In his statement to the press a day after the crash, Villanueva explained that no field sobriety test was administered to Woods and no DRE was brought in because the start athlete had shown no signs of impairment whatsoever. 

‘He was lucid, no odor of alcohol, no evidence of any medication, narcotics or anything like that would bring that into question,’ said the sheriff. ‘So that was not a concern at the time.’ 

In 2017, Woods checked himself into a clinic for help in dealing with prescription drug medication after a DUI charge in his home state of Florida.

Detectives, however, did obtain a search warrant for the data recorder of the 2021 Genesis GV80 SUV, known as a black box. 

Villanueva would not say Wednesday what data had been found in the black box.

‘A cause has been determined, the investigation has concluded,’ Villanueva said during a live social media event Wednesday in response to a question posed by The Associated Press.

But Villanueva claimed investigators need permission from Woods – who previously named his yacht ‘Privacy’ – to release information about the crash.

‘We have reached out to Tiger Woods and his personnel,’ Villanueva said. 

‘There’s some privacy issues on releasing information on the investigation so we’re going to ask them if they waive the privacy and then we will be able to do a full release on all the information regarding the accident.’

Woods told deputies on two separate occasions that he didn’t remember driving his SUV

Several accident reconstruction specialists have questioned the Los Angeles County sheriff’s decision to not bring in a drug recognition expert to assess Tiger Woods after last month’s crash. Pictured: a law enforcement officer looks over Wood’s mangled SUV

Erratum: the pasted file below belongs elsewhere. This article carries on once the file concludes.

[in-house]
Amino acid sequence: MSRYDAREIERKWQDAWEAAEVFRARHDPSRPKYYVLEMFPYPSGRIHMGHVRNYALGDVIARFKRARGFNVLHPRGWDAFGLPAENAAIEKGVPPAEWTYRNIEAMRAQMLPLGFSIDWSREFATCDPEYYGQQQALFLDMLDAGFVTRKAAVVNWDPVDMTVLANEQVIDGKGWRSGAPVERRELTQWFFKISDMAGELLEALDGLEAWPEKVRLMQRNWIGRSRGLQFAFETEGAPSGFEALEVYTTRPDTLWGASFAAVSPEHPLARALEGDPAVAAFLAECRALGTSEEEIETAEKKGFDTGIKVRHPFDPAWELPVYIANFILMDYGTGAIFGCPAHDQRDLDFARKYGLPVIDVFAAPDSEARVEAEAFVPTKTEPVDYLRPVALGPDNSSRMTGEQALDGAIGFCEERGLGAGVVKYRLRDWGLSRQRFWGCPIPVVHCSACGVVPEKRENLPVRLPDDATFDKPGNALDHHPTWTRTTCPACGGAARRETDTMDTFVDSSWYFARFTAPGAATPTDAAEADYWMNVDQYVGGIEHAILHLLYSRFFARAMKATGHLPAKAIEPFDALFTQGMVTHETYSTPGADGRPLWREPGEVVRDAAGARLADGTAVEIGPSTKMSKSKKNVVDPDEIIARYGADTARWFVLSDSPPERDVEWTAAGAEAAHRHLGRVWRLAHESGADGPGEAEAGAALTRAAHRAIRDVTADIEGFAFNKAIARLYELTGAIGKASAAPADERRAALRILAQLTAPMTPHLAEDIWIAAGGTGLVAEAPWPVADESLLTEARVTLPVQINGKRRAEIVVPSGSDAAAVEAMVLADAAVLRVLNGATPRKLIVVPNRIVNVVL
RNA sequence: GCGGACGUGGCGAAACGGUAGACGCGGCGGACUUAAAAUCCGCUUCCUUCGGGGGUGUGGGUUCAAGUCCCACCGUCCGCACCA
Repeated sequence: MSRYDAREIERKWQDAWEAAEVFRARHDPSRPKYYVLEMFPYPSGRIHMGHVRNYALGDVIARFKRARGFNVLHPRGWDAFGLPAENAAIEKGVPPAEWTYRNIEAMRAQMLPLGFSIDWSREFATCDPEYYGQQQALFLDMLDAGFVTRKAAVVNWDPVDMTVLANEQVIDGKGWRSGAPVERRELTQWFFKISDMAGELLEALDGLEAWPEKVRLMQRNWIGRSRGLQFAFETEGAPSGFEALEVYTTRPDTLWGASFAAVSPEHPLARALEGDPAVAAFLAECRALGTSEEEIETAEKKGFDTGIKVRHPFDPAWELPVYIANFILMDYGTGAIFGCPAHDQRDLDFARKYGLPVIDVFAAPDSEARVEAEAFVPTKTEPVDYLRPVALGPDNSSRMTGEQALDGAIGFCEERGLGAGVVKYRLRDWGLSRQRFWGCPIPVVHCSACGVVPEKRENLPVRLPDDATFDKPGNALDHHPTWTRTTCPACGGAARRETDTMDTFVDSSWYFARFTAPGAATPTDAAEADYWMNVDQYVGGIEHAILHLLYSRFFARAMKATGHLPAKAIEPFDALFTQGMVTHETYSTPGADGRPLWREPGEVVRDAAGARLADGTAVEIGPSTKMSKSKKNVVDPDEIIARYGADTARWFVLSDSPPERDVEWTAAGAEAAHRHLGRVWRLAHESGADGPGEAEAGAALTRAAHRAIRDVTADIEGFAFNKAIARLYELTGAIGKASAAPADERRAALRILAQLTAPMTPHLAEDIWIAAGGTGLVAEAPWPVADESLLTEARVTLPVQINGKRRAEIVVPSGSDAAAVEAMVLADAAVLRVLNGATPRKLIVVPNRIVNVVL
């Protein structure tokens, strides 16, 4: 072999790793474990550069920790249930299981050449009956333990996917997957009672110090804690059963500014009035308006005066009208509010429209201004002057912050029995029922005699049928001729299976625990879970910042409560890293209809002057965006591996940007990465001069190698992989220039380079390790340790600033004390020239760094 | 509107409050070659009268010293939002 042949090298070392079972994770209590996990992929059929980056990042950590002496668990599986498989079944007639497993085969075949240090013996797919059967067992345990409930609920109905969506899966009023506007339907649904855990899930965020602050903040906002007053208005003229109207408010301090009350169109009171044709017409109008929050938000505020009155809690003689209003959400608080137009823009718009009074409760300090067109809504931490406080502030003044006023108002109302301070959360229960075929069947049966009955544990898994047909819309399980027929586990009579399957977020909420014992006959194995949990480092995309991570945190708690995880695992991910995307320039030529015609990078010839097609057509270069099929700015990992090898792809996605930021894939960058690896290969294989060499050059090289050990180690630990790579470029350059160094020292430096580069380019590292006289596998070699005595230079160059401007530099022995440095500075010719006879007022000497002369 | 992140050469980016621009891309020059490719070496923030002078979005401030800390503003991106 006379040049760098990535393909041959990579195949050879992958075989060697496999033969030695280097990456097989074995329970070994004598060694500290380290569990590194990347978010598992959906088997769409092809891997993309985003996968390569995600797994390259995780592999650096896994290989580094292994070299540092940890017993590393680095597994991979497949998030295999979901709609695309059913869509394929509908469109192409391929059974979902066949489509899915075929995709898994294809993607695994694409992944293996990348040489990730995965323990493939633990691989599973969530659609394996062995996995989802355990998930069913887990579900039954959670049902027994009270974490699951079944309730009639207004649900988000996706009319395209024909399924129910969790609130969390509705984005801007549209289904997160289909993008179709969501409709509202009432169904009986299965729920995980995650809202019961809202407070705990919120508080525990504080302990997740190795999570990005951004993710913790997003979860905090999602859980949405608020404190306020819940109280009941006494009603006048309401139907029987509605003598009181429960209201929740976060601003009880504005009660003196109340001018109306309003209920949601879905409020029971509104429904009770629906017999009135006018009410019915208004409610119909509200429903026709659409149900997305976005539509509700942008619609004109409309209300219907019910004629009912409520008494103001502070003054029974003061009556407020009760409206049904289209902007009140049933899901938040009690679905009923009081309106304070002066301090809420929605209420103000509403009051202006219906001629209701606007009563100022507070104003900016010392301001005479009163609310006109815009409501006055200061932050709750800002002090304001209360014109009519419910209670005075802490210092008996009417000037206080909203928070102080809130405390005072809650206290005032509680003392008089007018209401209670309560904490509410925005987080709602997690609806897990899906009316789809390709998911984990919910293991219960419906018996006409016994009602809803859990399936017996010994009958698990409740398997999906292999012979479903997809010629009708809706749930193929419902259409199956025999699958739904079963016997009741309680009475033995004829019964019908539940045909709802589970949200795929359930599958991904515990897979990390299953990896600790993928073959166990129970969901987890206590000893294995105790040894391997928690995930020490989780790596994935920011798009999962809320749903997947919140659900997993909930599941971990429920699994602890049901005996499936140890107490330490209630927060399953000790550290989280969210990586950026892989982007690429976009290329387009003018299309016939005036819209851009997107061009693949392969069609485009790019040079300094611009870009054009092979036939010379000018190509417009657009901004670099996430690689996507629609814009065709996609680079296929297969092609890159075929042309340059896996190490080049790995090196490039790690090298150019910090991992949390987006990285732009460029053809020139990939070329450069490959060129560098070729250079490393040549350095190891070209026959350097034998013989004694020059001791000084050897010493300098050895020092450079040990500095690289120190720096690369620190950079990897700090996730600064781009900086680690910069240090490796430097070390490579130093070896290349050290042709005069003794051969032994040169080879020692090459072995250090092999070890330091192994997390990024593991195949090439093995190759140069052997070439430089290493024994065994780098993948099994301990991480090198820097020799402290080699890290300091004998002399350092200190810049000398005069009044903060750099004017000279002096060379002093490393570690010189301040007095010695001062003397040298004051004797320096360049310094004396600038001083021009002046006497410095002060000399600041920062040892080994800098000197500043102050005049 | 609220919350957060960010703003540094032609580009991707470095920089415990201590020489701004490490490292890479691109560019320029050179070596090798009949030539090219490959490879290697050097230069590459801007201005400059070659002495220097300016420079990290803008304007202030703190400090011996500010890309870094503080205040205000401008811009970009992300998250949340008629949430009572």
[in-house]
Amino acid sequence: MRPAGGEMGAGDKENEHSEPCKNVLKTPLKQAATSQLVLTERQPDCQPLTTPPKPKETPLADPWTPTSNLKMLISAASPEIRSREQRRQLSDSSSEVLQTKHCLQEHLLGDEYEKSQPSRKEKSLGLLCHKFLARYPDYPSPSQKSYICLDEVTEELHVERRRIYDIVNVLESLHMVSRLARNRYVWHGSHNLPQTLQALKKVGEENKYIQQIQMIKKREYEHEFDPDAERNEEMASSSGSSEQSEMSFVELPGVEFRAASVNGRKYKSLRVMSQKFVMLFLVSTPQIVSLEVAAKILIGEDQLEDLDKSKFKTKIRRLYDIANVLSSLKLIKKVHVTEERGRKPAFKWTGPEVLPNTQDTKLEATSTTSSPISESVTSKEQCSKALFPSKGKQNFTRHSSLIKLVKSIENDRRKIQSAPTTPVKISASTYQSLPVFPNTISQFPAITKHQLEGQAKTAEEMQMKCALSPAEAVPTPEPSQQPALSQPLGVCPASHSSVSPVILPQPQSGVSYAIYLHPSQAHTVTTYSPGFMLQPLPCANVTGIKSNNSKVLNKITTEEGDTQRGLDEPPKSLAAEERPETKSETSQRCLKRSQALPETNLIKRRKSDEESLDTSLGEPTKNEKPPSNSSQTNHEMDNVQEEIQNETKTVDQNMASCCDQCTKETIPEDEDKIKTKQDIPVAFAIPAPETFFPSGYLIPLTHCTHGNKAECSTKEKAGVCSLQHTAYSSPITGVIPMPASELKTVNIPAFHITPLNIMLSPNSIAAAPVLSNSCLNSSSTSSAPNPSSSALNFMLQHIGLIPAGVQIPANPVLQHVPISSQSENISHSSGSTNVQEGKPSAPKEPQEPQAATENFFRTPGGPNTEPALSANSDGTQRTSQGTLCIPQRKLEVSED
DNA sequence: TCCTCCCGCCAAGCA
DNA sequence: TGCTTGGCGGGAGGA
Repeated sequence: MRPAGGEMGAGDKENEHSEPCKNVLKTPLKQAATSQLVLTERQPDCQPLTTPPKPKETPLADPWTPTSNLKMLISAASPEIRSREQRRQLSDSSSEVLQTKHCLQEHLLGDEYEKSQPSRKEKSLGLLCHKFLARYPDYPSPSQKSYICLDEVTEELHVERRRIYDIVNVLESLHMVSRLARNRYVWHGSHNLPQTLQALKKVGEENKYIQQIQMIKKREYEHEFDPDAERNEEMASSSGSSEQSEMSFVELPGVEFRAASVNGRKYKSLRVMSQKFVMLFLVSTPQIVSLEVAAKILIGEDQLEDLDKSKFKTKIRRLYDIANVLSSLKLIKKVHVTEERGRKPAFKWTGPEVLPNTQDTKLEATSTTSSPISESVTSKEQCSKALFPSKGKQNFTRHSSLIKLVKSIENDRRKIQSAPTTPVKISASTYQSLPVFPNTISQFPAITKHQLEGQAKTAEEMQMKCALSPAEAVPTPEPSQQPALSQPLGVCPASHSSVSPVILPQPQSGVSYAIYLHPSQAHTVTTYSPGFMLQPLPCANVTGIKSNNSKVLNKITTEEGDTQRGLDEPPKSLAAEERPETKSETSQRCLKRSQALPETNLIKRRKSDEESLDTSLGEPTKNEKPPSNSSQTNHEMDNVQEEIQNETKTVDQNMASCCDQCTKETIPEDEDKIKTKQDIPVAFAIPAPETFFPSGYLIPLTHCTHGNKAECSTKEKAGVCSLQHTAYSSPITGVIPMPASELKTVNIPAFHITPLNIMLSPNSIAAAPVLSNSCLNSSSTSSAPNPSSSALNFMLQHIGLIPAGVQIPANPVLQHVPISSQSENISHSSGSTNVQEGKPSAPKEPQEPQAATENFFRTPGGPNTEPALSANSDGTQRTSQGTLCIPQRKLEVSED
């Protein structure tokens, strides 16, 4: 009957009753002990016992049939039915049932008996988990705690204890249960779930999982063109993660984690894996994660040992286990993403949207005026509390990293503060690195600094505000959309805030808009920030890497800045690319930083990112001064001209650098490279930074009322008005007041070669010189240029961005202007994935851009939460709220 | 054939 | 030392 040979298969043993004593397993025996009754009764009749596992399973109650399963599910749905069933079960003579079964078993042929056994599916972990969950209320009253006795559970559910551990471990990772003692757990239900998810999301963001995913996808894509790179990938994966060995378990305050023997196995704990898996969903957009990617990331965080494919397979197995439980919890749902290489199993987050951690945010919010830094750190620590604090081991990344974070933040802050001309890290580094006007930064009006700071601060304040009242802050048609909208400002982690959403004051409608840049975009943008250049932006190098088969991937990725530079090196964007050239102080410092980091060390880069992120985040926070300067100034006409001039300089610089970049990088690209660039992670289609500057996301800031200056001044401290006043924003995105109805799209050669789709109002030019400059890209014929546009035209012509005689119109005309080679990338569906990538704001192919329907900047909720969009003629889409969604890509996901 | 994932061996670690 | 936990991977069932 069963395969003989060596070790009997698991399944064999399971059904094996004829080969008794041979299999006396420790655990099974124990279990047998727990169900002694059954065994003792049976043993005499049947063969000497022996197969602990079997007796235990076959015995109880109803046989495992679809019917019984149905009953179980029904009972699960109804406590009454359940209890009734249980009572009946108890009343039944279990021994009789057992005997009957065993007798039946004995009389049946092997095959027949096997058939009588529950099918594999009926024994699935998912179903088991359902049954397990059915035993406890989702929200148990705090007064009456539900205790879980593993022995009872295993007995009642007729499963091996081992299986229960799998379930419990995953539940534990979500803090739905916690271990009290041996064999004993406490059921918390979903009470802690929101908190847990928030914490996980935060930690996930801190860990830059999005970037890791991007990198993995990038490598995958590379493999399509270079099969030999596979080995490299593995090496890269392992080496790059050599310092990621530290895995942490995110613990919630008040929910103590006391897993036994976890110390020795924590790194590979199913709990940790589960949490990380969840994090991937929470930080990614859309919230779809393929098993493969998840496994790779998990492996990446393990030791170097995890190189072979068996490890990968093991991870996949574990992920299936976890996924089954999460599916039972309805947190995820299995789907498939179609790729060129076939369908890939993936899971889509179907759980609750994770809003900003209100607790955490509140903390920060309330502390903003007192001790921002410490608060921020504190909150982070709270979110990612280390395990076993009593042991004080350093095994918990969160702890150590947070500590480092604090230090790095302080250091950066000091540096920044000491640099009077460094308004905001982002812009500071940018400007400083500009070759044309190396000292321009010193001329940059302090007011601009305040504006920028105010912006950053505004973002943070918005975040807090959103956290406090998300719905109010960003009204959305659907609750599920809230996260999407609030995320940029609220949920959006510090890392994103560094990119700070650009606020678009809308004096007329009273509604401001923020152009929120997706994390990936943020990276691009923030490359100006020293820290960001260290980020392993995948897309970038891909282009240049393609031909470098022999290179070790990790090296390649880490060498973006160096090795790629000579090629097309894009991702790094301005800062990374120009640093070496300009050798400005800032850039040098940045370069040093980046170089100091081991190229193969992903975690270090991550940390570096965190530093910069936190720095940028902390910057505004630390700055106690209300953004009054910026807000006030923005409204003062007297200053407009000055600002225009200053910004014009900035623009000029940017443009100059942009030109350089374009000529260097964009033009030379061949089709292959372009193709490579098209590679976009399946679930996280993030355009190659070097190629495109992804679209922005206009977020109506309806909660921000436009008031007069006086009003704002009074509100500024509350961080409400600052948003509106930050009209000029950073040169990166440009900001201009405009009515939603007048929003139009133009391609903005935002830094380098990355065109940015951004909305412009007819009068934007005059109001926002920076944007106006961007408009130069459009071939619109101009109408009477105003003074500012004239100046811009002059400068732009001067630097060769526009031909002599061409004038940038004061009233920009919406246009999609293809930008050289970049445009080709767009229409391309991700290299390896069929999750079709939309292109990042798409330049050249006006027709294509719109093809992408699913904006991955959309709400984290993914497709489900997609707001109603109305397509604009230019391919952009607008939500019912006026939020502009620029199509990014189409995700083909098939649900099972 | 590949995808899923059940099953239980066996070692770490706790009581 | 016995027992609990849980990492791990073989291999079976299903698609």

Woods’ agent at Excel Sports, Mark Steinberg, did not immediately respond to an email.

‘We have all the contents of the black box, we’ve got everything,’ Villanueva said. 

‘It’s completed, signed, sealed and delivered. However, we can’t release it without the permission of the people involved in the collision.”

Greg Risling, a spokesperson for the Los Angeles County district attorney, said in an email Wednesday that no complaints against Woods had been filed through their office regarding the crash.

Villanueva’s statement about privacy issues did not make sense to Joseph Giacalone, a professor at the John Jay College of Criminal Justice and a retired New York City Police Department sergeant, who has criticized the sheriff’s response to the Woods incident from the start.

‘I don’t think I’ve ever seen a department ever ask for permission like that,’ he said.

‘What happens if his lawyers say “No, you can’t send it out now.” And then where does that leave us?’

Giacalone said it’s unlikely that deputies would have sought the permission of non-celebrity victims in similar crashes to release information. 

If the sheriff’s hesitancy stemmed from a potential medical episode behind the wheel, Giacalone said authorities could simply say it was a medical emergency without giving additional details.

Villanueva stressed that the champion golfer received no special treatment from his agency after crashing his loaned SUV in the Rancho Palos Verdes suburb of LA on February 23

‘I don’t think they would have asked any family member of us if they can come out with it,’ he said.

Woods is from the Los Angeles area and was back home to host his PGA tournament, the Genesis Invitational at Riviera Country Club, which ended two days before the crash. He was driving an SUV loaned to him by the tournament.

Woods has never gone an entire year without playing, dating back to his first PGA Tour event as a 16-year-old in high school.

Jonathan Cherney, a former police detective-turned-accident reconstruction expert who walked the scene after the crash, said evidence in the case, including lack of skid marks on the roadway that would have indicated the driver’s attempt to brake, suggests that Woods possibly dozed off behind the wheel.  

Cherney said the fact that Woods twice told deputies he couldn’t remember driving at all ‘absolutely’ is a clue pointing to impairment.

If a DRE had been brought in to question Woods about medications and check his vital signs, and ordered a blood test at the hospital, it could have resulted in a misdemeanor driving under the influence charge, had the results showed drugs in his system. 

LASD sheriff’s Deputy Johann Schloegl previously told USA Today Sports that he did not seek a search warrant for Woods’ blood samples because there was no probable cause to do so, other than Woods’ history.